For a long time, the only real way to reach a wide audience with music was to sign a deal with a record label. They took care of the production, distribution, release, and marketing of the music. Unfortunately, the record deals artists sign are often extremely predatory. They take advantage of the record company’s monopoly on the audience and force the artist to give up control and ownership of their music for a chance to get their art out there. 

Although indie artists come off worse in this, even the biggest names in music have had famous feuds with record companies. Since record companies often demand exclusive rights over the distribution of their music, artists are forced into abiding by their rules or risk not getting released. These deals often offer artists a tiny percentage of the profits from the music that might not even add up to minimum wage. Artists can get trapped in multi-album deals, forced to make the music the record label demands or otherwise compromise on their worth. After all this, few artists have their own work or profits to show for it. 

A caricature of exploitative music streaming services

2) Streaming platforms 

Streaming platforms were supposed to change all this — they were supposed to democratise music. Anyone could reach a wide audience with no creative control and with a standard contract offered to every artist. However, again, the monopolies of companies like Apple Music and Spotify over listeners means they can afford to underpay musicians who have no recourse or alternative.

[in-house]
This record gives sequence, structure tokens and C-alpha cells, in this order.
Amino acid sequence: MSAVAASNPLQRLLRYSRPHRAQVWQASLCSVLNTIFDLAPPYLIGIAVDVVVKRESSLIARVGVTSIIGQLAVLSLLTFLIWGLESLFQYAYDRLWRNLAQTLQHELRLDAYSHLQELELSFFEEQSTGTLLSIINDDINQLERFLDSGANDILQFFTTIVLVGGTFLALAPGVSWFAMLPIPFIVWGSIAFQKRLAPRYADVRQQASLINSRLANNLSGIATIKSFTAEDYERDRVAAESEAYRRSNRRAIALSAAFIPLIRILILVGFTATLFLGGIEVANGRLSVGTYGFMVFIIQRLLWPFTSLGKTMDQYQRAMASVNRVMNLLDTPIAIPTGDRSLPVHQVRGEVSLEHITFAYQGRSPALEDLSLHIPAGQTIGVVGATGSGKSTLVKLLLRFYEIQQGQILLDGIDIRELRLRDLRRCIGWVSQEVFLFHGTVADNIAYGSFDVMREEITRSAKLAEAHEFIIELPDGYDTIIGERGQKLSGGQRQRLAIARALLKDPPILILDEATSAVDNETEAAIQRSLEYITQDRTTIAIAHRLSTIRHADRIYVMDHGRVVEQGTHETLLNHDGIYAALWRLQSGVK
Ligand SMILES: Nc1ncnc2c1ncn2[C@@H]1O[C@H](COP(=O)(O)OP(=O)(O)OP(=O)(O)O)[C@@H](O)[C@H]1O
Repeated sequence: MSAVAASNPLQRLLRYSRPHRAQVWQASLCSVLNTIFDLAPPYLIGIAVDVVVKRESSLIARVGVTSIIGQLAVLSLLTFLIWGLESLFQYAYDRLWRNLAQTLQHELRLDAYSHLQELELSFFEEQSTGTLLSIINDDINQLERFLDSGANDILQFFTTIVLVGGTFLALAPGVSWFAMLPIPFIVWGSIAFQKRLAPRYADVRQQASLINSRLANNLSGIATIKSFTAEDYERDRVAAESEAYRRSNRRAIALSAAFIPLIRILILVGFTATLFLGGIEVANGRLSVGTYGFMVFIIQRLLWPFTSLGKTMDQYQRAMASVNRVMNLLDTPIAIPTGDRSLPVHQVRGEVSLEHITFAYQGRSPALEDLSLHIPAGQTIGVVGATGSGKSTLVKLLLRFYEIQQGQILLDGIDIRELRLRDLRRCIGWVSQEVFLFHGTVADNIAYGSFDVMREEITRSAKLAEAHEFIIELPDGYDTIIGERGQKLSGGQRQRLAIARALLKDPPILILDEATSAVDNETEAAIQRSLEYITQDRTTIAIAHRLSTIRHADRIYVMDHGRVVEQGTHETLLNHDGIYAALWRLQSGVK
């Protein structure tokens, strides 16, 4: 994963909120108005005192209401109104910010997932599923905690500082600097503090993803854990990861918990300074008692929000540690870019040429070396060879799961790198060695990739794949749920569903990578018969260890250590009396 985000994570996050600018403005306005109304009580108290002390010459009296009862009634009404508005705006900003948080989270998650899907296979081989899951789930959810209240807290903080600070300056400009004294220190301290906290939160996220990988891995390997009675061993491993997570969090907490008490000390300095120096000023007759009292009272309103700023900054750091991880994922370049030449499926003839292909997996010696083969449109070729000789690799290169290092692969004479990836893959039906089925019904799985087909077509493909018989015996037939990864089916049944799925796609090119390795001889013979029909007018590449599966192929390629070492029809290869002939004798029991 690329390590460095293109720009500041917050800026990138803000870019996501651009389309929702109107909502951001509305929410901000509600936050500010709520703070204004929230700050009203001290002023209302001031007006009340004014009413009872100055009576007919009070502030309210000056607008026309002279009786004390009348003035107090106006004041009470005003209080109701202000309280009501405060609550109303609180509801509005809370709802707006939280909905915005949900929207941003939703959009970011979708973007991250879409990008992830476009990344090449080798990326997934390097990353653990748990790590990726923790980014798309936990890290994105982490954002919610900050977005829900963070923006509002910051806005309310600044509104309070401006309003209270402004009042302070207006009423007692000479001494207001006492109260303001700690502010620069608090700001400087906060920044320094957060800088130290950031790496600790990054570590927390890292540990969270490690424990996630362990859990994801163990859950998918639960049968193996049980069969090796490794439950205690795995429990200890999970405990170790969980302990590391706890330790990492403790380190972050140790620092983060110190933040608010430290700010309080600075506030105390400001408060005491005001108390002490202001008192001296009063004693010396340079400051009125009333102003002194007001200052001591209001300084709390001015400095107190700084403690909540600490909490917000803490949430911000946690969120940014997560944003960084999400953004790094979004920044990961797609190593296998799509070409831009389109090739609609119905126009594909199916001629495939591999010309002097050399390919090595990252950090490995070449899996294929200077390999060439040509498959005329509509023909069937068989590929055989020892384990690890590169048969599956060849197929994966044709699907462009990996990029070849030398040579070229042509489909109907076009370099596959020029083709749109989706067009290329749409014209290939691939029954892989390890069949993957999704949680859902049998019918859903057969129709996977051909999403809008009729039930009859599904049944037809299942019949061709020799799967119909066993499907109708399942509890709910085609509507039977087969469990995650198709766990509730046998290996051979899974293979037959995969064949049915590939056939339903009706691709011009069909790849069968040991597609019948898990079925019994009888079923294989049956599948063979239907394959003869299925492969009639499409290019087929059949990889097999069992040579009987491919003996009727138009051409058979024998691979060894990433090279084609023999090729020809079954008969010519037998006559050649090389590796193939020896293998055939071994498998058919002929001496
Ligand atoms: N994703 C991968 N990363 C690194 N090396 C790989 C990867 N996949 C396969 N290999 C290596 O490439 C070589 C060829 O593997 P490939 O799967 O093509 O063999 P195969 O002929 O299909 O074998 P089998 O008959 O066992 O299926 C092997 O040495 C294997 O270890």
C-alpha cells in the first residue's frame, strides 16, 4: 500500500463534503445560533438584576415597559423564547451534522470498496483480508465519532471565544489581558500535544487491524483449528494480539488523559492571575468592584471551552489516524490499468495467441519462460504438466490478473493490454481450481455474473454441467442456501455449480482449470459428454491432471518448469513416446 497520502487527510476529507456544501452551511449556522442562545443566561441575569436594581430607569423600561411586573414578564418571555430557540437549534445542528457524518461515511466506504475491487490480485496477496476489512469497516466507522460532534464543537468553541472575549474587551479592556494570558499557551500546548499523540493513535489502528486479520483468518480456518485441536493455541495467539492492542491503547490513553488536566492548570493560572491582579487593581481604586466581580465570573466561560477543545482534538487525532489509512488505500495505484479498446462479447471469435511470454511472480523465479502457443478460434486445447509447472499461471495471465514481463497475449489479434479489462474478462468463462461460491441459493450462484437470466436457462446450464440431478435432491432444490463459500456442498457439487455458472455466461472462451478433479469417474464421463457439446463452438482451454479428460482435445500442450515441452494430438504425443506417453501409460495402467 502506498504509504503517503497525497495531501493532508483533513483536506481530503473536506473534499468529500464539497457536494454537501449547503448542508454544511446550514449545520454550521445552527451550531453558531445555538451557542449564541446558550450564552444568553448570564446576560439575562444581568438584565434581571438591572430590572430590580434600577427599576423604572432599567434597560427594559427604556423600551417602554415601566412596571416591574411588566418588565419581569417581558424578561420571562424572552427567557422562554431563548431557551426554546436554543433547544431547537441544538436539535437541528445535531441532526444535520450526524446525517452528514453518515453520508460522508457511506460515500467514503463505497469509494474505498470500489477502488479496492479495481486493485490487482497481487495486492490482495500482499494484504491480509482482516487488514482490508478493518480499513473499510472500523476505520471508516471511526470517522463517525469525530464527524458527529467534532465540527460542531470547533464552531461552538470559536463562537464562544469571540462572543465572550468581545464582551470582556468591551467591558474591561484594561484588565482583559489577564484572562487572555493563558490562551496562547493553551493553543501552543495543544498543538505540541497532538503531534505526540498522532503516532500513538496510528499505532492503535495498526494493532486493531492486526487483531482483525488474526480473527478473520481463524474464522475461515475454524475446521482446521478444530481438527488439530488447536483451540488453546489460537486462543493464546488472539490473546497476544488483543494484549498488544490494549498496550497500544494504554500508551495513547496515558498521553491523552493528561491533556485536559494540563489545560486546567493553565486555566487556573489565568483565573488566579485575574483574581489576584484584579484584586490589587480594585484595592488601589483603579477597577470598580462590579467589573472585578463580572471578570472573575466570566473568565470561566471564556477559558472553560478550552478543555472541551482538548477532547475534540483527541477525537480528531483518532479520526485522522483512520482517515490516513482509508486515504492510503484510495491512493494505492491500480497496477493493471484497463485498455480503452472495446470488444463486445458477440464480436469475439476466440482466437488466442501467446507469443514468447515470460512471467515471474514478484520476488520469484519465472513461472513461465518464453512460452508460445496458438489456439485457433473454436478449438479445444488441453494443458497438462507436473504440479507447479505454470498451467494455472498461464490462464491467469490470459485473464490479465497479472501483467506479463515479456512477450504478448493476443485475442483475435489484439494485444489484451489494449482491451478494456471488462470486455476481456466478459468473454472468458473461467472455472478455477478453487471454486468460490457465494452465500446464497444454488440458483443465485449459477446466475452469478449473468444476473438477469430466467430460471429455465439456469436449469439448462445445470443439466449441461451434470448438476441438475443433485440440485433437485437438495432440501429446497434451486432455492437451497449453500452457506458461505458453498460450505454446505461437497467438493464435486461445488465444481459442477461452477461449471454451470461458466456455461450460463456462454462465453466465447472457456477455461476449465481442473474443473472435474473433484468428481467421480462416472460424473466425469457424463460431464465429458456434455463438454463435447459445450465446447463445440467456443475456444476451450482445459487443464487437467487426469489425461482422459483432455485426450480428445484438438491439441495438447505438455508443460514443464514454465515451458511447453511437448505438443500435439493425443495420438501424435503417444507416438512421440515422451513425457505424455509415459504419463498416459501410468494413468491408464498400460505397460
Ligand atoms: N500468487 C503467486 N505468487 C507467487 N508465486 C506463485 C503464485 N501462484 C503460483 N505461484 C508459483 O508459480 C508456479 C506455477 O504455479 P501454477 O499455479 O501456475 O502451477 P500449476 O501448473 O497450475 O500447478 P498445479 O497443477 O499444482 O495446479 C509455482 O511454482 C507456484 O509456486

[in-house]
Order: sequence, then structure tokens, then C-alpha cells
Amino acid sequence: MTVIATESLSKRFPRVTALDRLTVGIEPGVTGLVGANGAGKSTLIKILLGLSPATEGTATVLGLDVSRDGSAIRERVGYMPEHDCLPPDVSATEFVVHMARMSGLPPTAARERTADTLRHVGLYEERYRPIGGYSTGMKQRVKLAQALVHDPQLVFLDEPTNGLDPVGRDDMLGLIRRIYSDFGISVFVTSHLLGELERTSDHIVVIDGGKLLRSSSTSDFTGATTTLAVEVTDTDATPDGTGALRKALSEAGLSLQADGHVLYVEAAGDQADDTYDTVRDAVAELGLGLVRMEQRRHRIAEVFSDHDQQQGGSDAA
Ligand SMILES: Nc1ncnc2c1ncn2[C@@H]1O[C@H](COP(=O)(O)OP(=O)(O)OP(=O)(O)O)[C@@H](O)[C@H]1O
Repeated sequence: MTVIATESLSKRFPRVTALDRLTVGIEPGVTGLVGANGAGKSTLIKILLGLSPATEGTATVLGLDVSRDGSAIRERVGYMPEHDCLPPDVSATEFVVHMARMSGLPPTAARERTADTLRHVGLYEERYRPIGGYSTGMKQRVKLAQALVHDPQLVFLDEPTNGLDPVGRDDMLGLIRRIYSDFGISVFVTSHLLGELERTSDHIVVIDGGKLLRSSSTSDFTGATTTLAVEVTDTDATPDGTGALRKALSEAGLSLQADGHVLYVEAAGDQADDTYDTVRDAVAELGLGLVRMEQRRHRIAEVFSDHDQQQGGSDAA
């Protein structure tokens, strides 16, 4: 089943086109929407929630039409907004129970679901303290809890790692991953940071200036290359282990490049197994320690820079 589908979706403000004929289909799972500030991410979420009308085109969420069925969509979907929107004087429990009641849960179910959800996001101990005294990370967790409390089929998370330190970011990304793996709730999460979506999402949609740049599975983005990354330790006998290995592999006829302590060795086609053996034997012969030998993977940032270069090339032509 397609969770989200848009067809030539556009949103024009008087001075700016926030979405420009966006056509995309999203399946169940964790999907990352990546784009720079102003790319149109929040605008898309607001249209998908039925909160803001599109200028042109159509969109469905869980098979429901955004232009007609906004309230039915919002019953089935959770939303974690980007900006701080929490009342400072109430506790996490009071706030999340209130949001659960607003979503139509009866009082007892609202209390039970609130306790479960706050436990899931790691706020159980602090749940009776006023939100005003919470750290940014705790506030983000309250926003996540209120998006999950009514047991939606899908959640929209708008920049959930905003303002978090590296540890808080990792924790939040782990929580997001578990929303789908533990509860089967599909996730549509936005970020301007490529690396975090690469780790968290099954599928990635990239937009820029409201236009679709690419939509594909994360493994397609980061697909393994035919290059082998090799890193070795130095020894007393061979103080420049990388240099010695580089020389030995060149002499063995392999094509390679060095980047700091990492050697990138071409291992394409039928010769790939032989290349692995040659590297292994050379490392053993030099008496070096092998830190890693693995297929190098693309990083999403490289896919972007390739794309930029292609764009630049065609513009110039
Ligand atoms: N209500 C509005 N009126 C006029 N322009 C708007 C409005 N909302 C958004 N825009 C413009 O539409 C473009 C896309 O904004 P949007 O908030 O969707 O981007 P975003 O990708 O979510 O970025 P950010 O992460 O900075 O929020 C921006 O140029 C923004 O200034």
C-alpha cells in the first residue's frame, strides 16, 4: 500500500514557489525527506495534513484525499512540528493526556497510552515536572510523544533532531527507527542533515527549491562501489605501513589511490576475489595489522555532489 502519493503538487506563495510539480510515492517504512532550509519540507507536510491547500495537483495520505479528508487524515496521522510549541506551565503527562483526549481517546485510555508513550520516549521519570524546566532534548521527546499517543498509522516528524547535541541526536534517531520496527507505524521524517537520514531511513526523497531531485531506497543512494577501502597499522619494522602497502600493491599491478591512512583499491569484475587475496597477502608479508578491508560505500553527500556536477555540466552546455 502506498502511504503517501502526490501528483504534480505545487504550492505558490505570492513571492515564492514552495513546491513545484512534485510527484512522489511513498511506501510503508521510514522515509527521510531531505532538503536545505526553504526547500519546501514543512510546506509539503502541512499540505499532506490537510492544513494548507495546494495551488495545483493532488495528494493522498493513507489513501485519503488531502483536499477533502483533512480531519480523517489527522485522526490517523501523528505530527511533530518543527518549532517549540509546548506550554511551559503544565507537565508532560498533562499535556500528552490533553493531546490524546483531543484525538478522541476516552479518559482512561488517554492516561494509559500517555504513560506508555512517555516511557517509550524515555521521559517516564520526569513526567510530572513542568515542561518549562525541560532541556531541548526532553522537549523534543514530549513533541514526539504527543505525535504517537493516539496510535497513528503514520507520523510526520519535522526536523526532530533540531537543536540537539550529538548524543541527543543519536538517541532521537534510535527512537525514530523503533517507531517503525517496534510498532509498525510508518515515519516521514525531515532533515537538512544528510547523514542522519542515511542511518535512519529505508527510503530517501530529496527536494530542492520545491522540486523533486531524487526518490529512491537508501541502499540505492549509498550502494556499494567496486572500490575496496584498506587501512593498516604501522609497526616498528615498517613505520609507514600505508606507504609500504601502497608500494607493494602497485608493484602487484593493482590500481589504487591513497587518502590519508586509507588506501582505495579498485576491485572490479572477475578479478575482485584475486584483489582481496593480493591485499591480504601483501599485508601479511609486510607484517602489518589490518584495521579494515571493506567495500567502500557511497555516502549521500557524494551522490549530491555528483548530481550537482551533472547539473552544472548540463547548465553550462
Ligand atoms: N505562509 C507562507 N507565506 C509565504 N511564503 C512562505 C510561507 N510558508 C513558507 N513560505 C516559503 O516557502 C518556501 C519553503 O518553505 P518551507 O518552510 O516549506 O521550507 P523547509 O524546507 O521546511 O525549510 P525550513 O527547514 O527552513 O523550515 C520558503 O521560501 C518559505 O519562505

Every day, the amount of music on these platforms increases exponentially — 60,000 new tracks are uploaded to Spotify every day — but the price of the service remains the same. This means a smaller piece of the pie for every single musician. The result is shockingly bad with royalties as low as $0.003 per play. And while these platforms are supposed to be democratic, their discovery and playlist systems can stack the deck against smaller artists.